In G. Paul Lawrence’s novel Of One Womb, Dorothy Walker has her life all planned. She’ll graduate from high school, marry her sweetheart, a football star, and raise their children in the small town of Minden, Louisiana.
She and Fred Tucker are married in 1969, but by the time their son, James Lee, is born a year later, their relationship has already started to unravel. Fred doesn’t enjoy married life and spends most of his time partying with local teen-agers instead of taking care of his new family. Dorothy finally gets up the courage to leave, and begins to build a life of her own with her young son, but Fred’s parents don’t want to lose their grandchild. Fred’s father has powerful connections in Minden, and he manages to take the child from her.
Heartbroken, Dorothy moves to California, where she meets the love of her life: Jesse Barns. He is everything Fred isn’t — caring, responsible, destined for success. He is also African-American; Dorothy is white. Dorothy and Jesse build a life together in California, but she hides her newfound happiness from everyone in the small Southern town where she grew up. When James Lee reenters their lives as a broken young man connected to a white supremacist group, Dorothy refuses to give up on her eldest son who has come back to her after so many years. Her perseverance and James Lee’s desire to improve himself, change their lives forever.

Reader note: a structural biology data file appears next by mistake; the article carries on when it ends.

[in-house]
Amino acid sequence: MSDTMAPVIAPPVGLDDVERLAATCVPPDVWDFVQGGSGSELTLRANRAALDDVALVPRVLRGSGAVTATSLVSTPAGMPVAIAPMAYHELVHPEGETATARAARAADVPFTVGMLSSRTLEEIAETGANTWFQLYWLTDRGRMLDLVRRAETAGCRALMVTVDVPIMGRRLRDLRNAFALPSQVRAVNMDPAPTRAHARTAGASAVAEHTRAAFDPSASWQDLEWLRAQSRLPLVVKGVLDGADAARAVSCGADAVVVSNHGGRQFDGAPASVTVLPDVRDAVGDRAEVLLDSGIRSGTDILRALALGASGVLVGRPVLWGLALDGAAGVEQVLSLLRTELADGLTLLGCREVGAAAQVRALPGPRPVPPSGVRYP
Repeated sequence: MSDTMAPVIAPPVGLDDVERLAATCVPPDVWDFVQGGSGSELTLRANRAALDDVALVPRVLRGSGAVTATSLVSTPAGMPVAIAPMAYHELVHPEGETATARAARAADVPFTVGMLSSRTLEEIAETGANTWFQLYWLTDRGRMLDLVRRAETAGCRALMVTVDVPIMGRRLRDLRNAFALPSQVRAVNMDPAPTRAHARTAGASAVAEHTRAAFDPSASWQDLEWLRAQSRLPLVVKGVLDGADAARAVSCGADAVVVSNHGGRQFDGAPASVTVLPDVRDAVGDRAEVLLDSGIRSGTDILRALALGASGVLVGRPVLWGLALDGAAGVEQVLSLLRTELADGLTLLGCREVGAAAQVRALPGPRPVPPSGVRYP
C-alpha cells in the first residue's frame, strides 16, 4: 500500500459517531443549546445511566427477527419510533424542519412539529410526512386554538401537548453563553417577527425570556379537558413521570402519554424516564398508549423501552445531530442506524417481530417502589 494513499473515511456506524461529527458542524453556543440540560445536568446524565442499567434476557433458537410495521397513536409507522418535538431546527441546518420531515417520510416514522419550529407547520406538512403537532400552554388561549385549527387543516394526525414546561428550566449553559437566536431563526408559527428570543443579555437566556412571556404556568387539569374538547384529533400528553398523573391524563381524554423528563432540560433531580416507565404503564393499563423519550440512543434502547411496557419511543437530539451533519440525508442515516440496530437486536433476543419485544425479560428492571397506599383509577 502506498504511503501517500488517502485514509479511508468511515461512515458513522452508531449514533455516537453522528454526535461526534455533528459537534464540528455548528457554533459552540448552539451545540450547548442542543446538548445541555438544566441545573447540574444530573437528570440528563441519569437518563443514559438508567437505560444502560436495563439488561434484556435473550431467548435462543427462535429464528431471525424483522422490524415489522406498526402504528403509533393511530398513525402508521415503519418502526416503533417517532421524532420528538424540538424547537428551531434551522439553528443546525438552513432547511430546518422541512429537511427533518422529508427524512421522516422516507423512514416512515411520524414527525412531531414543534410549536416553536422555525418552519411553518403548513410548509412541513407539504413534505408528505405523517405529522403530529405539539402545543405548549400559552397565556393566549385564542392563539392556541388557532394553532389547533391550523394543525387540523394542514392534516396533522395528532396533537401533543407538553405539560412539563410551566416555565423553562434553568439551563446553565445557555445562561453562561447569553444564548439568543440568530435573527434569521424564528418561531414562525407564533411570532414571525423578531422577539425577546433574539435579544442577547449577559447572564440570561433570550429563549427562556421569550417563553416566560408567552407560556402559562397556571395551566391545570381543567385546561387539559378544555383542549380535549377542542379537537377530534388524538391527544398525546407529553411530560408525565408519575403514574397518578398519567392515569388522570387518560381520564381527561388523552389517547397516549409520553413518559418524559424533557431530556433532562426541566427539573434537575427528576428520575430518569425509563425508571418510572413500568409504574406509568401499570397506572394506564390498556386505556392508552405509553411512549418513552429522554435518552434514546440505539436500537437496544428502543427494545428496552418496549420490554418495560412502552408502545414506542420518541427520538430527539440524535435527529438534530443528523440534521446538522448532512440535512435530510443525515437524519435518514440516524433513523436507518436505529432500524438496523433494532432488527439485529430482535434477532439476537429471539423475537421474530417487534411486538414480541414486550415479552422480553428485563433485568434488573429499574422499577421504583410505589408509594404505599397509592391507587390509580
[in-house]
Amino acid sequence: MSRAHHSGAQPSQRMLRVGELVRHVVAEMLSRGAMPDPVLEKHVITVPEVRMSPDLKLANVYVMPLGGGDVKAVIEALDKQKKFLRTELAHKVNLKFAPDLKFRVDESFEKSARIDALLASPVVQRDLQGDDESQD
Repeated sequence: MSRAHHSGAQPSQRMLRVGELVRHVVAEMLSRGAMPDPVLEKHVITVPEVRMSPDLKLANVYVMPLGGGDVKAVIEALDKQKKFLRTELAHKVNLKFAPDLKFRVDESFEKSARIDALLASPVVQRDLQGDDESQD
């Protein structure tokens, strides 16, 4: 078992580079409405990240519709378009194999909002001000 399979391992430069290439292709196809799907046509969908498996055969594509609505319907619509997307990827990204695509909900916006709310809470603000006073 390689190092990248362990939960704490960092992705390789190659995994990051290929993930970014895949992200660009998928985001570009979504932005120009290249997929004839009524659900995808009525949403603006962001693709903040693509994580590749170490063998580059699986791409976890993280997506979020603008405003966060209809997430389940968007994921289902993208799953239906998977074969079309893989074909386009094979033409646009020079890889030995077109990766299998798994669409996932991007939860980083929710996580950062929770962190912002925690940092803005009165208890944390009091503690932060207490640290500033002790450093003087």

Of One Womb tells a compelling story of breaking the bonds of racism. But it’s shackled by bad punctuation, long, unnecessary narratives (the first three pages detail a high school football game riddled with puzzling sports jargon) and annoying misspellings that strongly suggest a careless use of spell check. If readers can look beyond such mistakes, Of One Womb presents an intriguing story of how love can conquer conflicting beliefs.
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